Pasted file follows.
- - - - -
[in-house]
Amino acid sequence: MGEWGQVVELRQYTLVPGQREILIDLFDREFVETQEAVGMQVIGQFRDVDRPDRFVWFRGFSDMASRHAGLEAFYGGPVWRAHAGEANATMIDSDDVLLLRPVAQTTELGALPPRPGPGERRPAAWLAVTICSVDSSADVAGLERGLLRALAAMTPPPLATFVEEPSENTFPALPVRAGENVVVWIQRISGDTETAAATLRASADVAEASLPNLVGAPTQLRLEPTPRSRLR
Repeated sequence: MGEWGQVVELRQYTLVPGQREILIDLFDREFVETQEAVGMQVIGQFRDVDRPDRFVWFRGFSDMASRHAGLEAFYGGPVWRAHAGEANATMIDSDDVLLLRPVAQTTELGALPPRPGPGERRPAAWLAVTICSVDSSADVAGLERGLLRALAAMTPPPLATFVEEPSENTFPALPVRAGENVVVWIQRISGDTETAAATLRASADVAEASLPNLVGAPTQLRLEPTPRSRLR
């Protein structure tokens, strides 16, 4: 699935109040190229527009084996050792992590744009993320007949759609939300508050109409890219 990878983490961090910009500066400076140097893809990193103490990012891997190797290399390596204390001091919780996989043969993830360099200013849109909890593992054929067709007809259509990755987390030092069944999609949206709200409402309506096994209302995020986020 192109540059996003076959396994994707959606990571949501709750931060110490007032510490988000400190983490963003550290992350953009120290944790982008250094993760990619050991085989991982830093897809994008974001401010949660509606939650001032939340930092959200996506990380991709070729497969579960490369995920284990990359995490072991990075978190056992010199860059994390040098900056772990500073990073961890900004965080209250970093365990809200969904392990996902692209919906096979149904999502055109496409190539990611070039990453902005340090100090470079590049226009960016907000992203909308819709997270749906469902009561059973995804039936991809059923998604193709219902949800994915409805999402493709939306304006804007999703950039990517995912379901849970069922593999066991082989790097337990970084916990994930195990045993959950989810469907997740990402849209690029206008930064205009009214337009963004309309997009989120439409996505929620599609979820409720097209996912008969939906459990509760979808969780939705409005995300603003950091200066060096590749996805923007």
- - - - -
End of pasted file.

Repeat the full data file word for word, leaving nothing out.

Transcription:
[in-house]
Amino acid sequence: MGEWGQVVELRQYTLVPGQREILIDLFDREFVETQEAVGMQVIGQFRDVDRPDRFVWFRGFSDMASRHAGLEAFYGGPVWRAHAGEANATMIDSDDVLLLRPVAQTTELGALPPRPGPGERRPAAWLAVTICSVDSSADVAGLERGLLRALAAMTPPPLATFVEEPSENTFPALPVRAGENVVVWIQRISGDTETAAATLRASADVAEASLPNLVGAPTQLRLEPTPRSRLR
Repeated sequence: MGEWGQVVELRQYTLVPGQREILIDLFDREFVETQEAVGMQVIGQFRDVDRPDRFVWFRGFSDMASRHAGLEAFYGGPVWRAHAGEANATMIDSDDVLLLRPVAQTTELGALPPRPGPGERRPAAWLAVTICSVDSSADVAGLERGLLRALAAMTPPPLATFVEEPSENTFPALPVRAGENVVVWIQRISGDTETAAATLRASADVAEASLPNLVGAPTQLRLEPTPRSRLR
């Protein structure tokens, strides 16, 4: 699935109040190229527009084996050792992590744009993320007949759609939300508050109409890219 990878983490961090910009500066400076140097893809990193103490990012891997190797290399390596204390001091919780996989043969993830360099200013849109909890593992054929067709007809259509990755987390030092069944999609949206709200409402309506096994209302995020986020 192109540059996003076959396994994707959606990571949501709750931060110490007032510490988000400190983490963003550290992350953009120290944790982008250094993760990619050991085989991982830093897809994008974001401010949660509606939650001032939340930092959200996506990380991709070729497969579960490369995920284990990359995490072991990075978190056992010199860059994390040098900056772990500073990073961890900004965080209250970093365990809200969904392990996902692209919906096979149904999502055109496409190539990611070039990453902005340090100090470079590049226009960016907000992203909308819709997270749906469902009561059973995804039936991809059923998604193709219902949800994915409805999402493709939306304006804007999703950039990517995912379901849970069922593999066991082989790097337990970084916990994930195990045993959950989810469907997740990402849209690029206008930064205009009214337009963004309309997009989120439409996505929620599609979820409720097209996912008969939906459990509760979808969780939705409005995300603003950091200066060096590749996805923007």